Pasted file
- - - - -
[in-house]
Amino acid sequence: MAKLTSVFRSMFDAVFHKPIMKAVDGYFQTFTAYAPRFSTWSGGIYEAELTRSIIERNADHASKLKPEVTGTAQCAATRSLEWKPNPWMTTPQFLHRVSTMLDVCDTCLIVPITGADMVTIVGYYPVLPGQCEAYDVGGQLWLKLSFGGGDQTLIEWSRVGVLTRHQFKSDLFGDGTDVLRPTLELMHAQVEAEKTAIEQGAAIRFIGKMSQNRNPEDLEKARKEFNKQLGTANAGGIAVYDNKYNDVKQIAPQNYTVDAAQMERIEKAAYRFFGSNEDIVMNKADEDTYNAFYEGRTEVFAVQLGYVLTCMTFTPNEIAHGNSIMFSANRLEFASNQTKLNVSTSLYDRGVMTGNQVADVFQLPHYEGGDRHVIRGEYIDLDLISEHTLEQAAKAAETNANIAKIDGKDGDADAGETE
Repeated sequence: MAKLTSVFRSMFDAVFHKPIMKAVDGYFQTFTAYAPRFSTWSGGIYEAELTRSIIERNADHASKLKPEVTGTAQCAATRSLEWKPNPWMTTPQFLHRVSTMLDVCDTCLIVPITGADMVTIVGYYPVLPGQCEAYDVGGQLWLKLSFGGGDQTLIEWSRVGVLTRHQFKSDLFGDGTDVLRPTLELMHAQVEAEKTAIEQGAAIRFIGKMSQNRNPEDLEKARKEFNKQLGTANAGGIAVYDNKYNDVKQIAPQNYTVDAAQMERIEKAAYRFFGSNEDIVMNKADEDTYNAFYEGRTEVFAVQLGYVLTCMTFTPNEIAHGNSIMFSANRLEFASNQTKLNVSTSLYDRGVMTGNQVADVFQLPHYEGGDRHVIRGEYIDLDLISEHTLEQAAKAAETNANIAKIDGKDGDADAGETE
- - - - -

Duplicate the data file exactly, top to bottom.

[in-house]
Amino acid sequence: MAKLTSVFRSMFDAVFHKPIMKAVDGYFQTFTAYAPRFSTWSGGIYEAELTRSIIERNADHASKLKPEVTGTAQCAATRSLEWKPNPWMTTPQFLHRVSTMLDVCDTCLIVPITGADMVTIVGYYPVLPGQCEAYDVGGQLWLKLSFGGGDQTLIEWSRVGVLTRHQFKSDLFGDGTDVLRPTLELMHAQVEAEKTAIEQGAAIRFIGKMSQNRNPEDLEKARKEFNKQLGTANAGGIAVYDNKYNDVKQIAPQNYTVDAAQMERIEKAAYRFFGSNEDIVMNKADEDTYNAFYEGRTEVFAVQLGYVLTCMTFTPNEIAHGNSIMFSANRLEFASNQTKLNVSTSLYDRGVMTGNQVADVFQLPHYEGGDRHVIRGEYIDLDLISEHTLEQAAKAAETNANIAKIDGKDGDADAGETE
Repeated sequence: MAKLTSVFRSMFDAVFHKPIMKAVDGYFQTFTAYAPRFSTWSGGIYEAELTRSIIERNADHASKLKPEVTGTAQCAATRSLEWKPNPWMTTPQFLHRVSTMLDVCDTCLIVPITGADMVTIVGYYPVLPGQCEAYDVGGQLWLKLSFGGGDQTLIEWSRVGVLTRHQFKSDLFGDGTDVLRPTLELMHAQVEAEKTAIEQGAAIRFIGKMSQNRNPEDLEKARKEFNKQLGTANAGGIAVYDNKYNDVKQIAPQNYTVDAAQMERIEKAAYRFFGSNEDIVMNKADEDTYNAFYEGRTEVFAVQLGYVLTCMTFTPNEIAHGNSIMFSANRLEFASNQTKLNVSTSLYDRGVMTGNQVADVFQLPHYEGGDRHVIRGEYIDLDLISEHTLEQAAKAAETNANIAKIDGKDGDADAGETE